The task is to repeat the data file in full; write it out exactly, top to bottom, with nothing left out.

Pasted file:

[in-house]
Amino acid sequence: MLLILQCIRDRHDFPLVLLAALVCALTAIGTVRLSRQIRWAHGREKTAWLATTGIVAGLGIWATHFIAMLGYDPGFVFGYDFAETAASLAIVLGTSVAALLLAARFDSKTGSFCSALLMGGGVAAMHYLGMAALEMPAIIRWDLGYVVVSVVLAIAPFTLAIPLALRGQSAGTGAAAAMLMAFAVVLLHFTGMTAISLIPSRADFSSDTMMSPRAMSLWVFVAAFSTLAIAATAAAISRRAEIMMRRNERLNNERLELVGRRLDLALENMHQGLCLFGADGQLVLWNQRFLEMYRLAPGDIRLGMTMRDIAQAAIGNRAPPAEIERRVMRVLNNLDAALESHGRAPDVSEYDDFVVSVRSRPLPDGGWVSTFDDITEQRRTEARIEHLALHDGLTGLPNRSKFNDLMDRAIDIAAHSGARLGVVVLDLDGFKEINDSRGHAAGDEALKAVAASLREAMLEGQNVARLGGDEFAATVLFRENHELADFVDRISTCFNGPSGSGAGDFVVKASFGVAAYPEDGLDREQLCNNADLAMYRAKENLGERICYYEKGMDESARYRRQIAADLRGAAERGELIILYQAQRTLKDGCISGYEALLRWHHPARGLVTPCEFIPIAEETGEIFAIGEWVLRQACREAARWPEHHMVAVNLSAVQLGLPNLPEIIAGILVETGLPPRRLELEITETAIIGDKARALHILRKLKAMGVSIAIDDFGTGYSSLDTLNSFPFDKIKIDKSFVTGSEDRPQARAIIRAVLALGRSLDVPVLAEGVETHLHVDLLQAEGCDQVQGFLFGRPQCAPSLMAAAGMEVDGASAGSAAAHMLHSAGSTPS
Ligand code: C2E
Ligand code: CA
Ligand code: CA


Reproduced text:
[in-house]
Amino acid sequence: MLLILQCIRDRHDFPLVLLAALVCALTAIGTVRLSRQIRWAHGREKTAWLATTGIVAGLGIWATHFIAMLGYDPGFVFGYDFAETAASLAIVLGTSVAALLLAARFDSKTGSFCSALLMGGGVAAMHYLGMAALEMPAIIRWDLGYVVVSVVLAIAPFTLAIPLALRGQSAGTGAAAAMLMAFAVVLLHFTGMTAISLIPSRADFSSDTMMSPRAMSLWVFVAAFSTLAIAATAAAISRRAEIMMRRNERLNNERLELVGRRLDLALENMHQGLCLFGADGQLVLWNQRFLEMYRLAPGDIRLGMTMRDIAQAAIGNRAPPAEIERRVMRVLNNLDAALESHGRAPDVSEYDDFVVSVRSRPLPDGGWVSTFDDITEQRRTEARIEHLALHDGLTGLPNRSKFNDLMDRAIDIAAHSGARLGVVVLDLDGFKEINDSRGHAAGDEALKAVAASLREAMLEGQNVARLGGDEFAATVLFRENHELADFVDRISTCFNGPSGSGAGDFVVKASFGVAAYPEDGLDREQLCNNADLAMYRAKENLGERICYYEKGMDESARYRRQIAADLRGAAERGELIILYQAQRTLKDGCISGYEALLRWHHPARGLVTPCEFIPIAEETGEIFAIGEWVLRQACREAARWPEHHMVAVNLSAVQLGLPNLPEIIAGILVETGLPPRRLELEITETAIIGDKARALHILRKLKAMGVSIAIDDFGTGYSSLDTLNSFPFDKIKIDKSFVTGSEDRPQARAIIRAVLALGRSLDVPVLAEGVETHLHVDLLQAEGCDQVQGFLFGRPQCAPSLMAAAGMEVDGASAGSAAAHMLHSAGSTPS
Ligand code: C2E
Ligand code: CA
Ligand code: CA